It’s possible that the 2022 midterm election will lead to the end of Donald J. Trump in American politics.
Yes, he’s still the leader of the Republican party and he still has huge and vocal support in the party, but it’s clear that although vote counting is still ongoing in a number of races around the country, the election has changed Trump’s fortunes.
Simply, the election was a disaster for Trump and the Republican party. The widely expected “red wave” never materialized for the Republicans. Instead, the Democrats are likely to keep their majority in the Senate, and possibly even in the House of Representatives, which would be a stunning, and completely unexpected, election result. President Joe Biden can point to the fact that few previous presidents have had similar success in a midterm election, making this year’s election an historical anomaly.
A jubilant, surprised, and united, Democratic party today stands in sharp contrast to a Republican party in chock, wondering what happened and questioning the strategy and its leadership, including Donald Trump.
There is no question that the Republican party is still led by Trump, “a con man who incited a putsch on the U.S. Capitol,” as J. Patrick Coolican, editor of the Minnesota Reformer, recently put it. And on Tuesday next week, Trump is expected to announce his candidacy for President in 2024. That announcement is not welcomed by everyone in the Republican party, although congressional leaders such as Senator Mitch McConnell and Representative Kevin McCarthy have so far stayed silent and there is no big wave of criticism of Trump among Republicans, at least not yet, for his role in the election. Coolican asks:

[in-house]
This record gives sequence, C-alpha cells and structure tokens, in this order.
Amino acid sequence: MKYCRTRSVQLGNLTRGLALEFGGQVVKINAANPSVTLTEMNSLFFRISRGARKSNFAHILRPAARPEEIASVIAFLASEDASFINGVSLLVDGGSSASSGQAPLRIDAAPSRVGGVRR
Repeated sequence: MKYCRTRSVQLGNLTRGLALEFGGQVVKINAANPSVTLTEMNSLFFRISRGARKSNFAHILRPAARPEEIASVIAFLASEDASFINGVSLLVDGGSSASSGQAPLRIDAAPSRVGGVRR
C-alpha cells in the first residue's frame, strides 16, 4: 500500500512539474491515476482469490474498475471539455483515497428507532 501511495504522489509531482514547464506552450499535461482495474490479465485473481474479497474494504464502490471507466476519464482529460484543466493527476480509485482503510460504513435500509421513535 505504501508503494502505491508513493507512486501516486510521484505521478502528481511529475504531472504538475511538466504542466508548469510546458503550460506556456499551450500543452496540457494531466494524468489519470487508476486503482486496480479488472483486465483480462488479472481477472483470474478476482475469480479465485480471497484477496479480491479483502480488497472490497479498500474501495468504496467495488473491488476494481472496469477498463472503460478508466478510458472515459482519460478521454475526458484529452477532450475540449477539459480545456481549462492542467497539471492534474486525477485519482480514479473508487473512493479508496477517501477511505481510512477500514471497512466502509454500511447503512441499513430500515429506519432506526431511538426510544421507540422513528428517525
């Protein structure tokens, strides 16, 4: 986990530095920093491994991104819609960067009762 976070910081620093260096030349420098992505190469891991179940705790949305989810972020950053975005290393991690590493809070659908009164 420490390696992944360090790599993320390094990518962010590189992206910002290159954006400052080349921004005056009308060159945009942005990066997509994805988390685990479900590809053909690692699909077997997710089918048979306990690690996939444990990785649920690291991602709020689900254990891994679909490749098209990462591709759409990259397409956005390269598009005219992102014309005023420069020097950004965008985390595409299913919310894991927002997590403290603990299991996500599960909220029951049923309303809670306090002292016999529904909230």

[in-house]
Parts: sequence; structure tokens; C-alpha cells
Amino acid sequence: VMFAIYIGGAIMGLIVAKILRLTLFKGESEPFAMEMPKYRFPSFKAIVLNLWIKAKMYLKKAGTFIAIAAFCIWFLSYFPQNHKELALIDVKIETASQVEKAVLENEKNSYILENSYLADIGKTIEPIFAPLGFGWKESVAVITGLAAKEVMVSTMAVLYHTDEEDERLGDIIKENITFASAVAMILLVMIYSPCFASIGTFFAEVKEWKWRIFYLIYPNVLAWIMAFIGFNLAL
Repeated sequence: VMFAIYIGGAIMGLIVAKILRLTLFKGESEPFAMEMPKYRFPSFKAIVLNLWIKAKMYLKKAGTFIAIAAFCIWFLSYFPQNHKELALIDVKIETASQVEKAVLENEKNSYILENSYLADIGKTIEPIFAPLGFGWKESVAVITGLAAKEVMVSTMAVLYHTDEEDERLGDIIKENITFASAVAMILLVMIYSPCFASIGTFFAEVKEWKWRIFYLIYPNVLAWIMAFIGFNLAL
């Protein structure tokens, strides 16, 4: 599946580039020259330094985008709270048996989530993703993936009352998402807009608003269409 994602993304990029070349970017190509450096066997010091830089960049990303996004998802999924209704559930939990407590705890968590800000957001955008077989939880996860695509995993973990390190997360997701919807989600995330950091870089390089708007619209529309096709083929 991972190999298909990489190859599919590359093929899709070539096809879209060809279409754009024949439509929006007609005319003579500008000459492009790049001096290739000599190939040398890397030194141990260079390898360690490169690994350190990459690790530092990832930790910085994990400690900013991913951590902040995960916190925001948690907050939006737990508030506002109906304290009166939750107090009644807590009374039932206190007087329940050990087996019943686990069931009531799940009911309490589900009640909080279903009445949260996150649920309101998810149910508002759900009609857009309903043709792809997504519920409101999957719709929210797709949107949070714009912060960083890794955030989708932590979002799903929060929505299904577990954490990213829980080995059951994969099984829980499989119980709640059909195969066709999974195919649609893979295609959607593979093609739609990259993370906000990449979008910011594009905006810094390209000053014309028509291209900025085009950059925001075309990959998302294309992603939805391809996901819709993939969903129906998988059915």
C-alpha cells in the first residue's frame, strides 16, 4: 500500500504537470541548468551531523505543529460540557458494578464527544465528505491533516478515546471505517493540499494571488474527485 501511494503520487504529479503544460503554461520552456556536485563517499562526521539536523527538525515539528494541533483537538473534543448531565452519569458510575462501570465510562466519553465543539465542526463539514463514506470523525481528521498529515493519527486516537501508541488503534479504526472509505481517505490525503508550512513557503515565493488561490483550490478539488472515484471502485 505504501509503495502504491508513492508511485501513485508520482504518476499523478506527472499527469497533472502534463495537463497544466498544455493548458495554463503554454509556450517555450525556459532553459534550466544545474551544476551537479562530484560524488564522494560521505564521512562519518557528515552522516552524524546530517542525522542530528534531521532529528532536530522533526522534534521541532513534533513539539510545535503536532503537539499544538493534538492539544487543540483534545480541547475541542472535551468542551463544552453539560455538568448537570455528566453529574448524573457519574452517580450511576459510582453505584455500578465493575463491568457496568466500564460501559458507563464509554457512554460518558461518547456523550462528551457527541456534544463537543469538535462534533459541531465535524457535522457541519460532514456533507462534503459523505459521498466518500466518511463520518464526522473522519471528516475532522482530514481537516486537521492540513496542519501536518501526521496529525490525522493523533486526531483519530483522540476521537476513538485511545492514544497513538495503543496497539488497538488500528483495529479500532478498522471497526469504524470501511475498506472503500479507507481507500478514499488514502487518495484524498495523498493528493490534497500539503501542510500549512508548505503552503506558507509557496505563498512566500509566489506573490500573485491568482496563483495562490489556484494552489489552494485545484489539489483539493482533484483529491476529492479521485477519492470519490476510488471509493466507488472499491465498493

“Under Trump’s tutelage, Republicans have (more or less) lost three consecutive election cycles (2018, 2020, 2022). Like his customers, lenders, suppliers, wives, employees — they’re left holding the bag. What more evidence do they need?”
Murdoch-owned media outlets, long strong supporters of Trump, do not seem to need more. A Wall Street Journal editorial on Thursday this week was headlined “Trump is the Republican party’s biggest loser” as Trump had “flopped in 2018, 2020, 2021 and 2022.” And New Post Post depicted Trump as Humpty Dumpty, who had a great fall, and asked, “can all the GOP’s med put the party together again?”
Will Republicans finally say no to the “self-described MAGA-king? asks Jackie Calmes in her column in the Los Angeles Times:
“Will they publicly disavow his inevitable and dangerous conspiracy mongering about election fraud to explain away the losses among MAGA candidates? The initial signs are not good.”
This silence, she writes, enables Trump. It also keeps “Trumpism” alive, although no one can say for how long if the “Chief Trumpist” should vanish from the scene.